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Mobile data traffic set to grow 55% a year in SA

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By 2020, mobile data traffic will grow nine-fold in South Africa, at a compound annual growth rate of 55%, according to the Cisco Visual Networking Index (VNI) Global Mobile Data Traffic Forecast (2015 to 2020)

Since 2000, when the first camera phone was introduced, the number of mobile users has quintupled globally. By 2020, mobile data traffic will grow nine-fold in South Africa, at a compound annual growth rate of 55%, according to the Cisco Visual Networking Index (VNI) Global Mobile Data Traffic Forecast (2015 to 2020).

Vernon Thaver, Chief Technology Officer at Cisco South Africa, asserts that “the increasing demand for network mobility is a key trend highlighted in this year’s forecast that represents significant opportunities for South African service providers today and in the immediate future. With Africa being a mobile hub, we are beginning to realise the immense potential that a variety of mobile services can offer. South Africa’s journey to digitisation is dependent on the growth of mobile and the necessity of ensuring that high speed internet is available not only in homes and offices but also public places like shopping centres. The findings highlight that service providers in South Africa have immense opportunities to innovatively deliver a variety of mobile services and experiences to consumers and business users as the Internet of Everything (IoE) continues to take shape.”

Key highlights within the report that will impact South Africa

The smart mobile device boom

The proliferation of mobile phones, including “phablets” (a hybrid blend of smartphone and tablet features), is increasing so rapidly that more people will have mobile phones (5.4 billion) than electricity (5.3 billion), running water (3.5 billion) and cars (2.8 billion) by 2020. In South Africa, 63% of mobile connections will be ‘smart’ connections by 2020, up from 22% in 2015.

Mobile video in the age of digitisation

Mobile video will have the highest growth rate of any mobile application. In South Africa, video will be 73% of mobile data traffic by 2020, compared to 52% at the end of 2015. Consumer and business users’ demand for higher video resolution, more bandwidth, and processing speed will increase the use of 4G connected devices. 4G connectivity share is projected to surpass 2G by 2018 and 3G by 2020.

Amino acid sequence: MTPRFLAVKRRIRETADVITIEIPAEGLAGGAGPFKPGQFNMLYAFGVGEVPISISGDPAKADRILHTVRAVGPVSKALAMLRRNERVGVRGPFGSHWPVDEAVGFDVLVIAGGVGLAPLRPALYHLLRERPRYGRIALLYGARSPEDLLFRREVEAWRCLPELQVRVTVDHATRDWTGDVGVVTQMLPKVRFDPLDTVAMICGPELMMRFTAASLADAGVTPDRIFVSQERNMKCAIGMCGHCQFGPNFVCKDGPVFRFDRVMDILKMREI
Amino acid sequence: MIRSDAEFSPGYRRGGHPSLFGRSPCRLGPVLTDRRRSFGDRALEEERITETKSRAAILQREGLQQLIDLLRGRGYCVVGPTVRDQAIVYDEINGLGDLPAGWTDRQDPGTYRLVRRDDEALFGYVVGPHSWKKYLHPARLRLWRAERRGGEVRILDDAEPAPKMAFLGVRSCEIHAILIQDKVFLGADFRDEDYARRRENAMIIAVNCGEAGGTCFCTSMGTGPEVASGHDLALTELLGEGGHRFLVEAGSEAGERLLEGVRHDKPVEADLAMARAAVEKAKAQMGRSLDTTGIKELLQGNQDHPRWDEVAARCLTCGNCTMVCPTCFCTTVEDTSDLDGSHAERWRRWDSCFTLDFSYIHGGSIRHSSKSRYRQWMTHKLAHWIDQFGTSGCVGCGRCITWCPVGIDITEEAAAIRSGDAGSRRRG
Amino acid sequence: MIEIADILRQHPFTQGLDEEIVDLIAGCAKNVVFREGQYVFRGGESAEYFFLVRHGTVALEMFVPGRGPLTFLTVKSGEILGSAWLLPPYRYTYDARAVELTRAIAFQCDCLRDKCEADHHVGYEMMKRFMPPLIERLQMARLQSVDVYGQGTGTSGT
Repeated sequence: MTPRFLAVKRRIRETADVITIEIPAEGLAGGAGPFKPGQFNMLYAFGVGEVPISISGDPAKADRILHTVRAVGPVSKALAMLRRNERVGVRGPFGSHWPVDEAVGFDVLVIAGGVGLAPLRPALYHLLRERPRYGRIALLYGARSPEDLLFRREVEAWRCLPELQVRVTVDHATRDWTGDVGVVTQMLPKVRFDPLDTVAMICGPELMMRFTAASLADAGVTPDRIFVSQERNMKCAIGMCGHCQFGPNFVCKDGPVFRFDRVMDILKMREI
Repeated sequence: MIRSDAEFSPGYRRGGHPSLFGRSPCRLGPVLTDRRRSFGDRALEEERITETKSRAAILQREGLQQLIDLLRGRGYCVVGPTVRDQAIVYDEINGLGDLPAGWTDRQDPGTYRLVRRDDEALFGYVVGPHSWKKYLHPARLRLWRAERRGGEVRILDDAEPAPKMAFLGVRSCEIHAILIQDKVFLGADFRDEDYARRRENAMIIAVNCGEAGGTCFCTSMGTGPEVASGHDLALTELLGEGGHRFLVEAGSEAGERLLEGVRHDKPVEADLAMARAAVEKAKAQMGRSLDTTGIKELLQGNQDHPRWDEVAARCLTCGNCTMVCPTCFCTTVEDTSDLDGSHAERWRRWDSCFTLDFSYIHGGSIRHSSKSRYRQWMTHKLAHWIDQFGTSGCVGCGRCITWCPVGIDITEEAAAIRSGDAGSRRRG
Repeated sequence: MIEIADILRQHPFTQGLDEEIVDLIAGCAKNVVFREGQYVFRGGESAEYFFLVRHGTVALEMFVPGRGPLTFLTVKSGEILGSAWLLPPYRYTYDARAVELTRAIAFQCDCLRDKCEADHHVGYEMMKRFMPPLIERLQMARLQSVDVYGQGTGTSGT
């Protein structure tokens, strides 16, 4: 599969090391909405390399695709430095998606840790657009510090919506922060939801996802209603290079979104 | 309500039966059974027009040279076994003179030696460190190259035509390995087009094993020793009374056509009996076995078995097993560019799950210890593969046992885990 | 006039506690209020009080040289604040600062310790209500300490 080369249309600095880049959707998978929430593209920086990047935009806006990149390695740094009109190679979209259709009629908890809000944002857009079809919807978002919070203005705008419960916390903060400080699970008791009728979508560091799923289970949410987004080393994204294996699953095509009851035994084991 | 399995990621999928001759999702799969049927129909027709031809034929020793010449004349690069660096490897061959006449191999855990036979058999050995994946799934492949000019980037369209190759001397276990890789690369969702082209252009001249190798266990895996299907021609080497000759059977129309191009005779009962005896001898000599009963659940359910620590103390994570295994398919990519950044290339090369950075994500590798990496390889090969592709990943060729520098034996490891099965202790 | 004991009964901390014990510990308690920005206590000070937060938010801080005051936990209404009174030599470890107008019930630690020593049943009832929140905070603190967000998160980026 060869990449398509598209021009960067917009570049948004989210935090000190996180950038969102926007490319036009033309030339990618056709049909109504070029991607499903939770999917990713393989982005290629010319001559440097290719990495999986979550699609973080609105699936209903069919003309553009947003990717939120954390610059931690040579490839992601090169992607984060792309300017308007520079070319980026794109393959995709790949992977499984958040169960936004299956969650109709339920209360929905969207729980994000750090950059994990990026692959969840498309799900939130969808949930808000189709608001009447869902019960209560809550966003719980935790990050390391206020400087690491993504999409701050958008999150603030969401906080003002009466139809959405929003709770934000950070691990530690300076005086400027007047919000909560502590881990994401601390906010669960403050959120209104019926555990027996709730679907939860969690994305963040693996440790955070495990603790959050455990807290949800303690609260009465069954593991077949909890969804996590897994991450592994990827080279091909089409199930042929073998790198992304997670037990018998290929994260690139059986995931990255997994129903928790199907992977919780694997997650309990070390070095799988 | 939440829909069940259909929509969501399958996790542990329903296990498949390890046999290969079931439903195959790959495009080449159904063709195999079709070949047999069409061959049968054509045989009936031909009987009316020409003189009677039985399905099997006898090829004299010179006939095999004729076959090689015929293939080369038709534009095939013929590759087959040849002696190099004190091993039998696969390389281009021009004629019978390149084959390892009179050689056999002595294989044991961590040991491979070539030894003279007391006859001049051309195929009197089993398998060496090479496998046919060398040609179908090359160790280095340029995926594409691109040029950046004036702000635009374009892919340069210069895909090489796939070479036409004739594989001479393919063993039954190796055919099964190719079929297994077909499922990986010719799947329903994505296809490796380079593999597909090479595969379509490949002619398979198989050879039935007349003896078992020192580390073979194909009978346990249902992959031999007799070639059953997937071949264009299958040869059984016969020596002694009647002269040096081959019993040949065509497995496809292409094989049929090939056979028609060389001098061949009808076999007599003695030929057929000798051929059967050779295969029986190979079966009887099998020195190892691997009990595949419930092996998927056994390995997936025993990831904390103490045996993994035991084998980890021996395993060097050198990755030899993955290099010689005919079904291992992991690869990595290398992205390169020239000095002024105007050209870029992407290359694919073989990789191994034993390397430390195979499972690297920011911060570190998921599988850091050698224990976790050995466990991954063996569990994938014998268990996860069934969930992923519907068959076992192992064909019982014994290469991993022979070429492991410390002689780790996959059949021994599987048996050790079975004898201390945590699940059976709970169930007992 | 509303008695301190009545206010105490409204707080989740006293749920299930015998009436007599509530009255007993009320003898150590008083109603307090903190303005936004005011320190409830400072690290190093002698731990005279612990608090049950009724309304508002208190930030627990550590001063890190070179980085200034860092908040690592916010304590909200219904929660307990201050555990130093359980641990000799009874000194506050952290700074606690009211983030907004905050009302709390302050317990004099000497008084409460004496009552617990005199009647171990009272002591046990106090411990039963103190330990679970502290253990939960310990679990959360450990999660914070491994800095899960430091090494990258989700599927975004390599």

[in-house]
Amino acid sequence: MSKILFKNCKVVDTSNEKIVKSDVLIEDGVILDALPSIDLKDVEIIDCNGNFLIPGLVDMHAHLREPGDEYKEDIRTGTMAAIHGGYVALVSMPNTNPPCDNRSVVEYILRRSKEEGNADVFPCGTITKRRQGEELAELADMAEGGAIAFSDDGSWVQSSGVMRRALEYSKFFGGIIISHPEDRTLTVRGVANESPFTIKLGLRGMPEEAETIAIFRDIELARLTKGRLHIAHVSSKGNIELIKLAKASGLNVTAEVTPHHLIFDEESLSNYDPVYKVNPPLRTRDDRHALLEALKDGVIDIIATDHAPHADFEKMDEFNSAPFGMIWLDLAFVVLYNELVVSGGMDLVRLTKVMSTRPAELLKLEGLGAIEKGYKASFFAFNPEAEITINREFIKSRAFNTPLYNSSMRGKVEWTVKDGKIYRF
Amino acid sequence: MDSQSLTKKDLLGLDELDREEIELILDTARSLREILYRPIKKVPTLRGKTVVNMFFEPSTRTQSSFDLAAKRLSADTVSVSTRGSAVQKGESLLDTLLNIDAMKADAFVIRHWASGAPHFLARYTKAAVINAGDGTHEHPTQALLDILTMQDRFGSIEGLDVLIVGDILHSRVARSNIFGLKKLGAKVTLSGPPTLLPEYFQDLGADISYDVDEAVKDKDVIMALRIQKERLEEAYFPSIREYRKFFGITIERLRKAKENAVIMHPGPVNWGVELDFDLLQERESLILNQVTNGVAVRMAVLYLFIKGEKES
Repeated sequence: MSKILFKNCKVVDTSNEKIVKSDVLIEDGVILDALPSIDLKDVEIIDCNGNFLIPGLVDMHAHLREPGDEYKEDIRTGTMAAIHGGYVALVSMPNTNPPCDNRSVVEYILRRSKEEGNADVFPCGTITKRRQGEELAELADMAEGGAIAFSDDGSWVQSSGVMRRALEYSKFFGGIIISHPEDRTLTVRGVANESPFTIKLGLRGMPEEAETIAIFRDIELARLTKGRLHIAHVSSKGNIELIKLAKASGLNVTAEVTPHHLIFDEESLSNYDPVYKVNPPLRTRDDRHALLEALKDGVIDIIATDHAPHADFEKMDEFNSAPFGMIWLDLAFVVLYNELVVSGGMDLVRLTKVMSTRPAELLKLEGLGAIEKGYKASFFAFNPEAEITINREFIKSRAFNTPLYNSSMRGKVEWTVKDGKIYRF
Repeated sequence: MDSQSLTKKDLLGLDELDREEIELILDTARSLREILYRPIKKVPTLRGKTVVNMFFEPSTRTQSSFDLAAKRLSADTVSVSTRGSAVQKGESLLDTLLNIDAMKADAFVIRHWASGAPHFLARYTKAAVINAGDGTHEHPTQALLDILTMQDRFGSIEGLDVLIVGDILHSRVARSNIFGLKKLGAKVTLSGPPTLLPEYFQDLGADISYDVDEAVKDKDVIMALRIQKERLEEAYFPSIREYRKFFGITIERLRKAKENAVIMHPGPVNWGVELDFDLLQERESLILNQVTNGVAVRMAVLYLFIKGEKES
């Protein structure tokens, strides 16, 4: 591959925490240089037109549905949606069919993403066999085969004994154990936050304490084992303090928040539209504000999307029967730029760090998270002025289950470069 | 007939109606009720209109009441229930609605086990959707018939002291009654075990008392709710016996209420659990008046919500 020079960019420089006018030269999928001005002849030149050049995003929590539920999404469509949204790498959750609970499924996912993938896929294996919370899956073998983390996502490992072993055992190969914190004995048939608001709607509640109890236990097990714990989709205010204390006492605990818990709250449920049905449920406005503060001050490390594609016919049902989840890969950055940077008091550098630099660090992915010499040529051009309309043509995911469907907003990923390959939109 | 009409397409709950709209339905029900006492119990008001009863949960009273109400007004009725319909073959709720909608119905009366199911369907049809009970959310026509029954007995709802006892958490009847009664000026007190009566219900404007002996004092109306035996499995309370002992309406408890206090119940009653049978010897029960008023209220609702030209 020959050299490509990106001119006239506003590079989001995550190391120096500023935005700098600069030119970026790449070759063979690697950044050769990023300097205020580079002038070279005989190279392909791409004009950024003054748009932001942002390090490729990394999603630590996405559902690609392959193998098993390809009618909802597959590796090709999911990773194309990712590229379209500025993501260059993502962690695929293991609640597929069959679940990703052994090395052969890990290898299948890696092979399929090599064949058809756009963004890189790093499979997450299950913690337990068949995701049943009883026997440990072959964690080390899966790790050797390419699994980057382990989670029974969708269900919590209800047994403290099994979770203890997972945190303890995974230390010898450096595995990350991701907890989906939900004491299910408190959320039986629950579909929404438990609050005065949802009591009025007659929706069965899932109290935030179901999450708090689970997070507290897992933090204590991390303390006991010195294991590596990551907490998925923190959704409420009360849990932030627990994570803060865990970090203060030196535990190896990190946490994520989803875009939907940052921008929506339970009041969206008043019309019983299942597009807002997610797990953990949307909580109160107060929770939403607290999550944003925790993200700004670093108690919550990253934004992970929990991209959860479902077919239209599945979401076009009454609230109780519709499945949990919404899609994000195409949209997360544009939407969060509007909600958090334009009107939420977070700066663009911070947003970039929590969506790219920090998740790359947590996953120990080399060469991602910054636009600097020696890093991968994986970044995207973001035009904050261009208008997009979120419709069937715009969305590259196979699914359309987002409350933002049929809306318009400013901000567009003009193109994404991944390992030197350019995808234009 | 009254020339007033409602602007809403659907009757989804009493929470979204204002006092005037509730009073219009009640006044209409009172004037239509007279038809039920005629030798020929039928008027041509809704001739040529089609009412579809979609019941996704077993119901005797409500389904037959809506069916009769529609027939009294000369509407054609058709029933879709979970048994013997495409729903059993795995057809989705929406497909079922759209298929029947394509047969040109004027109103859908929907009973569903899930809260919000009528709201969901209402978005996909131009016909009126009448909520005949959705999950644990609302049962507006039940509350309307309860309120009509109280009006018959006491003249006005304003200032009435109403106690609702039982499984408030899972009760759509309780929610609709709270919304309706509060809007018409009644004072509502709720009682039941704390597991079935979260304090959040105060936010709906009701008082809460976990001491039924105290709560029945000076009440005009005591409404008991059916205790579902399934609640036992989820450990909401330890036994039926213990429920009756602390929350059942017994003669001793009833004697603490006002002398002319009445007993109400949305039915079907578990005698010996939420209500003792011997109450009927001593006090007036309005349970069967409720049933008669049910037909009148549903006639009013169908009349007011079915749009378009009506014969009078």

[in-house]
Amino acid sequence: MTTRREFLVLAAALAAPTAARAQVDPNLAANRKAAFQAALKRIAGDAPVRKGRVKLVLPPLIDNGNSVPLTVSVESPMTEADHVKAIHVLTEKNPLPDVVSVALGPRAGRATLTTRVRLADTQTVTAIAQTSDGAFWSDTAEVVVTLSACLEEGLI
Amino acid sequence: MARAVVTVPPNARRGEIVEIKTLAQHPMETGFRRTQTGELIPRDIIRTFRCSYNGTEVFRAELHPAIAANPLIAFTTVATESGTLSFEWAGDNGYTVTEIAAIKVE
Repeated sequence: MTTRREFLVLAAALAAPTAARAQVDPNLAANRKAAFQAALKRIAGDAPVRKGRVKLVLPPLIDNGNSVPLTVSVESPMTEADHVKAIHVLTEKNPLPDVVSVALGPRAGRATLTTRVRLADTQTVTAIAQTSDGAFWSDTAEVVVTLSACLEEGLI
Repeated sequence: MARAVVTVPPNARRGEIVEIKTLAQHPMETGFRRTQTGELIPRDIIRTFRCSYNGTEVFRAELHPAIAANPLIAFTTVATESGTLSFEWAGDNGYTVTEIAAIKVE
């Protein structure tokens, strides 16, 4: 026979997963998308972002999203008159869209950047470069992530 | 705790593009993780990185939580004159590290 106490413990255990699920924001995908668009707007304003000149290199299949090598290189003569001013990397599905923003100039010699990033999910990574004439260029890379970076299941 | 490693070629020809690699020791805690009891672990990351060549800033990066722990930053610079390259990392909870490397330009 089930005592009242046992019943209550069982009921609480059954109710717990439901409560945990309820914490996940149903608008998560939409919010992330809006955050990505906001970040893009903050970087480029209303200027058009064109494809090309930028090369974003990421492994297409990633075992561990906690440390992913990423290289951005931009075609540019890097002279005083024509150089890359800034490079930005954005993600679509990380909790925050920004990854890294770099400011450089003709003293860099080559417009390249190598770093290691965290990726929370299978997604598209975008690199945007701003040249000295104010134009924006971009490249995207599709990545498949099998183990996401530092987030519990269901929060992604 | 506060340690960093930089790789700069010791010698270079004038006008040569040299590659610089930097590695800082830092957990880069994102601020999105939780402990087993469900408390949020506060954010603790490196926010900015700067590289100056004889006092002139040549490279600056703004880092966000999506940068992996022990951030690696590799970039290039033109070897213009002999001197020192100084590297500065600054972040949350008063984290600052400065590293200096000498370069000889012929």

Machine-to-Machine (M2M) Connections and Wearable Devices Continue to Rise

M2M refers to applications that enable wireless and wired systems to communicate with other devices of the same ability (e.g., GPS/navigation, asset tracking, utility meters, security/surveillance video, healthcare monitoring, etc.) In South Africa, M2M traffic will grow 24-fold from 2015 to 2020 to account for 8% of total mobile data traffic by 2020, compared to 3% at the end of 2015.

·         By 2020, M2M connections will represent 26.4 percent of mobile-connected devices—up from 7.7 percent in 2015.

·         Global wearables will grow six-fold from 2015 to 2020.

Connecting the country

By 2020:

·         In South Africa, 4G connections will grow 8-fold from 2015 to 2020, a compound annual growth rate of 50% and will account for 45.1% of total mobile data traffic by 2020, compared to 21.7% at the end of 2015.

·         Globally, total Wi-Fi hotspots, including home spots, will grow 7X from 2015 (64 million) to 2020 (432 million). Globally, home spots will grow from 57 million (2015) to 423 million (2020).

“With the ever-increasing billions of people and things that are being connected, mobility is the predominant medium that’s enabling today’s global digitization transformation. Future mobile innovations in cellular, such as 5G, and Wi-Fi solutions will be needed to further address new scale requirements, security concerns, and user demands. IoT advancements will continue to fuel tangible benefits for people, businesses, and societies,” says Thaver.

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Welcome to world of 2099

The world of 2099 will be unrecognisable from the world of today, but it can be predicted, says one visionary. ARTHUR GOLDSTUCK met him in Singapore.